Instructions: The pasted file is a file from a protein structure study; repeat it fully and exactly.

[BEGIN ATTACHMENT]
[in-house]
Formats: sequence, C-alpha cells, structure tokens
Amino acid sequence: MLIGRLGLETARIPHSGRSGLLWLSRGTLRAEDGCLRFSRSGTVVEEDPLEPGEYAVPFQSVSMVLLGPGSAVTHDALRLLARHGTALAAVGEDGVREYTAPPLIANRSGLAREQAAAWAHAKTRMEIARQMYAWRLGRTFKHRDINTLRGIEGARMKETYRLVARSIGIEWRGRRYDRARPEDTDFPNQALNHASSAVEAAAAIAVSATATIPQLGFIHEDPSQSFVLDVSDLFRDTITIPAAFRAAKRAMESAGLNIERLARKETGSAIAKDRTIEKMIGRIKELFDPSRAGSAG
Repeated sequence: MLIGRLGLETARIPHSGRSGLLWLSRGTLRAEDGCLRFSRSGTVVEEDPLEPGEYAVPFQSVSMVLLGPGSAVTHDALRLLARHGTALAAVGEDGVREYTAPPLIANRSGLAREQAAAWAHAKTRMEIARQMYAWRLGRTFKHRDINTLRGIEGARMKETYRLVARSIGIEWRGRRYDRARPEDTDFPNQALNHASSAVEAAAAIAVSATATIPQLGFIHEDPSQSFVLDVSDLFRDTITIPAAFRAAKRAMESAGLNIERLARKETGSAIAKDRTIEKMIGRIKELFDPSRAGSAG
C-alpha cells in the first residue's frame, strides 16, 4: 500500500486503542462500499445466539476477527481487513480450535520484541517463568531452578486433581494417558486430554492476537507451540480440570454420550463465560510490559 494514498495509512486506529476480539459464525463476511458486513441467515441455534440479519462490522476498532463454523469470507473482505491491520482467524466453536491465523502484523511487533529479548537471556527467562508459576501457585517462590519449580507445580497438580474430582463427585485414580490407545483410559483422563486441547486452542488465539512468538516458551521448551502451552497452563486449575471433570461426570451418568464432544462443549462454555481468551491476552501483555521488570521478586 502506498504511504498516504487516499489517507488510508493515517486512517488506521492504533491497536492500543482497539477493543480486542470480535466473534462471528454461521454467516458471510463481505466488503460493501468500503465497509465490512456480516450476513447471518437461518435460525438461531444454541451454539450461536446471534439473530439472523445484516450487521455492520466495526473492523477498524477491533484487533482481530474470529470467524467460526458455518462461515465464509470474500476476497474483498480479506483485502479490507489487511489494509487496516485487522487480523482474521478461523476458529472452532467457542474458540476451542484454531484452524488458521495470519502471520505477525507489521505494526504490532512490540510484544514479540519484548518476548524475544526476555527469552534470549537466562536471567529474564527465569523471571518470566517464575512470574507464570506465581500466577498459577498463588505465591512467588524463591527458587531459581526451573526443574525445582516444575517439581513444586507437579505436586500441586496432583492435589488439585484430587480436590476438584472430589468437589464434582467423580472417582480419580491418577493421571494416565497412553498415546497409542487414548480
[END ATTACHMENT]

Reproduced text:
[in-house]
Formats: sequence, C-alpha cells, structure tokens
Amino acid sequence: MLIGRLGLETARIPHSGRSGLLWLSRGTLRAEDGCLRFSRSGTVVEEDPLEPGEYAVPFQSVSMVLLGPGSAVTHDALRLLARHGTALAAVGEDGVREYTAPPLIANRSGLAREQAAAWAHAKTRMEIARQMYAWRLGRTFKHRDINTLRGIEGARMKETYRLVARSIGIEWRGRRYDRARPEDTDFPNQALNHASSAVEAAAAIAVSATATIPQLGFIHEDPSQSFVLDVSDLFRDTITIPAAFRAAKRAMESAGLNIERLARKETGSAIAKDRTIEKMIGRIKELFDPSRAGSAG
Repeated sequence: MLIGRLGLETARIPHSGRSGLLWLSRGTLRAEDGCLRFSRSGTVVEEDPLEPGEYAVPFQSVSMVLLGPGSAVTHDALRLLARHGTALAAVGEDGVREYTAPPLIANRSGLAREQAAAWAHAKTRMEIARQMYAWRLGRTFKHRDINTLRGIEGARMKETYRLVARSIGIEWRGRRYDRARPEDTDFPNQALNHASSAVEAAAAIAVSATATIPQLGFIHEDPSQSFVLDVSDLFRDTITIPAAFRAAKRAMESAGLNIERLARKETGSAIAKDRTIEKMIGRIKELFDPSRAGSAG
C-alpha cells in the first residue's frame, strides 16, 4: 500500500486503542462500499445466539476477527481487513480450535520484541517463568531452578486433581494417558486430554492476537507451540480440570454420550463465560510490559 494514498495509512486506529476480539459464525463476511458486513441467515441455534440479519462490522476498532463454523469470507473482505491491520482467524466453536491465523502484523511487533529479548537471556527467562508459576501457585517462590519449580507445580497438580474430582463427585485414580490407545483410559483422563486441547486452542488465539512468538516458551521448551502451552497452563486449575471433570461426570451418568464432544462443549462454555481468551491476552501483555521488570521478586 502506498504511504498516504487516499489517507488510508493515517486512517488506521492504533491497536492500543482497539477493543480486542470480535466473534462471528454461521454467516458471510463481505466488503460493501468500503465497509465490512456480516450476513447471518437461518435460525438461531444454541451454539450461536446471534439473530439472523445484516450487521455492520466495526473492523477498524477491533484487533482481530474470529470467524467460526458455518462461515465464509470474500476476497474483498480479506483485502479490507489487511489494509487496516485487522487480523482474521478461523476458529472452532467457542474458540476451542484454531484452524488458521495470519502471520505477525507489521505494526504490532512490540510484544514479540519484548518476548524475544526476555527469552534470549537466562536471567529474564527465569523471571518470566517464575512470574507464570506465581500466577498459577498463588505465591512467588524463591527458587531459581526451573526443574525445582516444575517439581513444586507437579505436586500441586496432583492435589488439585484430587480436590476438584472430589468437589464434582467423580472417582480419580491418577493421571494416565497412553498415546497409542487414548480